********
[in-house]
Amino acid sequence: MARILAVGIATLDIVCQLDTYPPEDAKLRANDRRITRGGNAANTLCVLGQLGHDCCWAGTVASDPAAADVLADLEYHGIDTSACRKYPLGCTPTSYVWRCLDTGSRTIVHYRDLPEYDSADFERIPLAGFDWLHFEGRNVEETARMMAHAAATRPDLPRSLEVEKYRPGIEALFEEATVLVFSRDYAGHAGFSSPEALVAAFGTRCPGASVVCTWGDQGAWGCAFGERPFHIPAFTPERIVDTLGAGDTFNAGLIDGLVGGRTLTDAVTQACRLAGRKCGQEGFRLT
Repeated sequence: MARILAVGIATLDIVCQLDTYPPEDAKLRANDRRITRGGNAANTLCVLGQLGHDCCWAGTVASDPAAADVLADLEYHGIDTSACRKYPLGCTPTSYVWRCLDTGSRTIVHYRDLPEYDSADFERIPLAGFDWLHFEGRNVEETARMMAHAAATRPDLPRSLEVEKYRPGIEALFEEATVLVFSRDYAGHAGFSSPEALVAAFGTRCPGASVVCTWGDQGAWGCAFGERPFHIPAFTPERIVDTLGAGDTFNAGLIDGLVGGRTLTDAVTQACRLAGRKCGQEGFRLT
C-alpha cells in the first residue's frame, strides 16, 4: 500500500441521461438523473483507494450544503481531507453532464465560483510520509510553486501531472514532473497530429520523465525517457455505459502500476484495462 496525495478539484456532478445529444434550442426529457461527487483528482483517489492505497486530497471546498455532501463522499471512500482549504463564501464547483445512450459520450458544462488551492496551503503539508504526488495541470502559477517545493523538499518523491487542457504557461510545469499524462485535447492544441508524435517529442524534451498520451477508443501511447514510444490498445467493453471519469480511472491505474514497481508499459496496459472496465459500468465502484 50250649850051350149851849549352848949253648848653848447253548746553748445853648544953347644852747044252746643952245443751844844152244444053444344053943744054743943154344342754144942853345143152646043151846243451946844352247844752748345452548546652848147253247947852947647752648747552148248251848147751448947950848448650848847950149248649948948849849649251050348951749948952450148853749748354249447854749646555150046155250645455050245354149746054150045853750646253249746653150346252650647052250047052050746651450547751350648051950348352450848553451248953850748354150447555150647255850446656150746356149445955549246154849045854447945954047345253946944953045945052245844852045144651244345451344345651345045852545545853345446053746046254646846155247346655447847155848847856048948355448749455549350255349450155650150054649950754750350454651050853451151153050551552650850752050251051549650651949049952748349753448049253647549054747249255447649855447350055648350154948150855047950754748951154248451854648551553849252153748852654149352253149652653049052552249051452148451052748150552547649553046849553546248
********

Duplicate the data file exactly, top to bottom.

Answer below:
[in-house]
Amino acid sequence: MARILAVGIATLDIVCQLDTYPPEDAKLRANDRRITRGGNAANTLCVLGQLGHDCCWAGTVASDPAAADVLADLEYHGIDTSACRKYPLGCTPTSYVWRCLDTGSRTIVHYRDLPEYDSADFERIPLAGFDWLHFEGRNVEETARMMAHAAATRPDLPRSLEVEKYRPGIEALFEEATVLVFSRDYAGHAGFSSPEALVAAFGTRCPGASVVCTWGDQGAWGCAFGERPFHIPAFTPERIVDTLGAGDTFNAGLIDGLVGGRTLTDAVTQACRLAGRKCGQEGFRLT
Repeated sequence: MARILAVGIATLDIVCQLDTYPPEDAKLRANDRRITRGGNAANTLCVLGQLGHDCCWAGTVASDPAAADVLADLEYHGIDTSACRKYPLGCTPTSYVWRCLDTGSRTIVHYRDLPEYDSADFERIPLAGFDWLHFEGRNVEETARMMAHAAATRPDLPRSLEVEKYRPGIEALFEEATVLVFSRDYAGHAGFSSPEALVAAFGTRCPGASVVCTWGDQGAWGCAFGERPFHIPAFTPERIVDTLGAGDTFNAGLIDGLVGGRTLTDAVTQACRLAGRKCGQEGFRLT
C-alpha cells in the first residue's frame, strides 16, 4: 500500500441521461438523473483507494450544503481531507453532464465560483510520509510553486501531472514532473497530429520523465525517457455505459502500476484495462 496525495478539484456532478445529444434550442426529457461527487483528482483517489492505497486530497471546498455532501463522499471512500482549504463564501464547483445512450459520450458544462488551492496551503503539508504526488495541470502559477517545493523538499518523491487542457504557461510545469499524462485535447492544441508524435517529442524534451498520451477508443501511447514510444490498445467493453471519469480511472491505474514497481508499459496496459472496465459500468465502484 50250649850051350149851849549352848949253648848653848447253548746553748445853648544953347644852747044252746643952245443751844844152244444053444344053943744054743943154344342754144942853345143152646043151846243451946844352247844752748345452548546652848147253247947852947647752648747552148248251848147751448947950848448650848847950149248649948948849849649251050348951749948952450148853749748354249447854749646555150046155250645455050245354149746054150045853750646253249746653150346252650647052250047052050746651450547751350648051950348352450848553451248953850748354150447555150647255850446656150746356149445955549246154849045854447945954047345253946944953045945052245844852045144651244345451344345651345045852545545853345446053746046254646846155247346655447847155848847856048948355448749455549350255349450155650150054649950754750350454651050853451151153050551552650850752050251051549650651949049952748349753448049253647549054747249255447649855447350055648350154948150855047950754748951154248451854648551553849252153748852654149352253149652653049052552249051452148451052748150552547649553046849553546248